The Japan Aerospace Exploration Agency (JAXA) and Honda announced today, June 14, that they will test a new "circulative renewable energy system" that could provide oxygen, hydrogen, and electricity to human outposts for extended periods of time, according to a press statement.
The project is aimed at bolstering deep space exploration capabilities by reducing the reliance on supplies sent from Earth.
In order to do that, the team behind the collaboration is building a system that combines a high differential pressure water electrolysis system and a fuel cell system.
The high differential pressure water electrolysis system would electrolyze water using solar energy to produce oxygen and hydrogen, while the fuel cell system would generate water and electricity from oxygen and hydrogen.
"Oxygen, hydrogen, and electricity are essential to human activities in space. Realizing a circulative renewable energy system will enable us to obtain these requirements in space without relying on resupply from Earth. This is expected to dramatically expand our activities in space," said Sasaki Hiroshi, JAXA Vice President.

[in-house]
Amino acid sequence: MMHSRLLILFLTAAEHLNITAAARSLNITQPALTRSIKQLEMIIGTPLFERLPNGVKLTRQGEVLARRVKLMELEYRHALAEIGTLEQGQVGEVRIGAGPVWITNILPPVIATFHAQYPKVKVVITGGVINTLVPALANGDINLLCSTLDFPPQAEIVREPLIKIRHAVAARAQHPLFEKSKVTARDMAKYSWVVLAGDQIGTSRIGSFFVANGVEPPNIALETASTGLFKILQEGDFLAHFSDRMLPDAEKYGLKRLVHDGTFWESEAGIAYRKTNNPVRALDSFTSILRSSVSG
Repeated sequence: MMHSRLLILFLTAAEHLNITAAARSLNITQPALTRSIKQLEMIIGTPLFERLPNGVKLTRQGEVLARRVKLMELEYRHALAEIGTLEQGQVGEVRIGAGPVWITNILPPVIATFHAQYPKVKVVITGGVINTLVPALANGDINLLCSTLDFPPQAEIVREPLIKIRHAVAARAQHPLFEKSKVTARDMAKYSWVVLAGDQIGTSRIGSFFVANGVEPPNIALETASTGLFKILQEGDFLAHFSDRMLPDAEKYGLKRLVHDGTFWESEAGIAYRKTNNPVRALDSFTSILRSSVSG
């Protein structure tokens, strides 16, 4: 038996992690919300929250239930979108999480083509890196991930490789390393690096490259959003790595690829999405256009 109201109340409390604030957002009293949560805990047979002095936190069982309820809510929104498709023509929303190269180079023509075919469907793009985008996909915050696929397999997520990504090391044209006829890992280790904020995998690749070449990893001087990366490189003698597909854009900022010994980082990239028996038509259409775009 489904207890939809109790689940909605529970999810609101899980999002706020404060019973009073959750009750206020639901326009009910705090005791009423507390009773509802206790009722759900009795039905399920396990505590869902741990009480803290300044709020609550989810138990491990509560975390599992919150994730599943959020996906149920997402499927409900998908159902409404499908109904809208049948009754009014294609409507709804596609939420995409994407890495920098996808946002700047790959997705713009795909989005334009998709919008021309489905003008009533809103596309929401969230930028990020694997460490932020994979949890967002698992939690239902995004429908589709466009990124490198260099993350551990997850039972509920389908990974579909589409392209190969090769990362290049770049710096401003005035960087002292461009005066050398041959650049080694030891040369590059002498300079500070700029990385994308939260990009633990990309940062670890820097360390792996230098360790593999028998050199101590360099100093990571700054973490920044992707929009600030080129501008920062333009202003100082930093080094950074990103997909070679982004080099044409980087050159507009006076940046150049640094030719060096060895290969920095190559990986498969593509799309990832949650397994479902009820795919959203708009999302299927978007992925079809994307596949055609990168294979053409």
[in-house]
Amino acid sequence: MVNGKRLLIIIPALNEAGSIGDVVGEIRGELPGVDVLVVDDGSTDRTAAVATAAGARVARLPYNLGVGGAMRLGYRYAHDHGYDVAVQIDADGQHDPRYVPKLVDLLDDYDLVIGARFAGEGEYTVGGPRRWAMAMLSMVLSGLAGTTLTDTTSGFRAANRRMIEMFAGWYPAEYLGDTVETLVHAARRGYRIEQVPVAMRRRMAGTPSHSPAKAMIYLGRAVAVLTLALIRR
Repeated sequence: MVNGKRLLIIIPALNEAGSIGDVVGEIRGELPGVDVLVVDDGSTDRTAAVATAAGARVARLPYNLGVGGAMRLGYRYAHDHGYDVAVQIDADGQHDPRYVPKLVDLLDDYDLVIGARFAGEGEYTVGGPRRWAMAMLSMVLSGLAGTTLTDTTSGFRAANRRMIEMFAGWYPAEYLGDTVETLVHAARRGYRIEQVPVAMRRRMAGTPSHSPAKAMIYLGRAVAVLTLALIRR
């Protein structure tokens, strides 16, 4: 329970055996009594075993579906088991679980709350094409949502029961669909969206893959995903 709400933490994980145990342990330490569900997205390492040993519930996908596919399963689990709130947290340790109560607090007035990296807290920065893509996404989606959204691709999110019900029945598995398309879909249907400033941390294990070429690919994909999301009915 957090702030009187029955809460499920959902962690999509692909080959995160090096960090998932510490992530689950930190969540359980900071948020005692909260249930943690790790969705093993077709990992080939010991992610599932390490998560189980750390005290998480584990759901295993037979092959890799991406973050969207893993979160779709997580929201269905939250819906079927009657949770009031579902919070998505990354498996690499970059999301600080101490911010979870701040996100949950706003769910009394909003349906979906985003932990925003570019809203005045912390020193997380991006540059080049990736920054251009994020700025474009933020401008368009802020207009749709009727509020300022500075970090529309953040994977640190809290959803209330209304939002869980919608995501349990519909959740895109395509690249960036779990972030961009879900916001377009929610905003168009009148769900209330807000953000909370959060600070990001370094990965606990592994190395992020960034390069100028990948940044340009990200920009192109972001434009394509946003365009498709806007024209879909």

Hydrogen and electricity will be vital for future missions to power off-world stations and buggies. Aside from the obvious purpose of allowing space explorers to breathe, oxygen will also be required for rocket propellant.
Enabling a future of space exploration
JAXA and Honda formalized their collaboration for the circulative renewable energy system tests when they signed a three-year joint research agreement last year in November to experiment with prototypes for the system.
The ultimate goal is to test the system on NASA's Lunar Gateway — a lunar outpost that will orbit the Moon — and on the Moon's surface.
They have stated that the high differential pressure water electrolysis system, created by Honda, will compress hydrogen without the use of a compressor, meaning it will be much lighter, and therefore easier to launch into space.
In a historic first, NASA announced that it extracted breathable oxygen from Mars' atmosphere on April 22 using a small experimental instrument. With space missions to explore deep space slated for the 2030s and beyond, such systems will prove vital for allowing us to expand our knowledge of the universe.
Over the following months, the Japanese space agency and automaker will test several prototypes, after which they will release a paper in 2022 detailing their findings.